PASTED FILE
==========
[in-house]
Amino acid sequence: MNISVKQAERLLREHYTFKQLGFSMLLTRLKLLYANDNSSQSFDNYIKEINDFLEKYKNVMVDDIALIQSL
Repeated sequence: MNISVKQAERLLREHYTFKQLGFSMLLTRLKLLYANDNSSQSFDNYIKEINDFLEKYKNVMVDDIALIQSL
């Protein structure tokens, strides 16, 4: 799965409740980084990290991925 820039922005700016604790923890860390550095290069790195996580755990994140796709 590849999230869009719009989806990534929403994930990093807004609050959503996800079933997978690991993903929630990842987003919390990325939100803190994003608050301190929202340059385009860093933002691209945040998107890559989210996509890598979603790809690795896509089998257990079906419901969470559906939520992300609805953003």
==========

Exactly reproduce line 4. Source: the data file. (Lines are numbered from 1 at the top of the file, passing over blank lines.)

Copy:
């Protein structure tokens, strides 16, 4: 799965409740980084990290991925 820039922005700016604790923890860390550095290069790195996580755990994140796709 590849999230869009719009989806990534929403994930990093807004609050959503996800079933997978690991993903929630990842987003919390990325939100803190994003608050301190929202340059385009860093933002691209945040998107890559989210996509890598979603790809690795896509089998257990079906419901969470559906939520992300609805953003």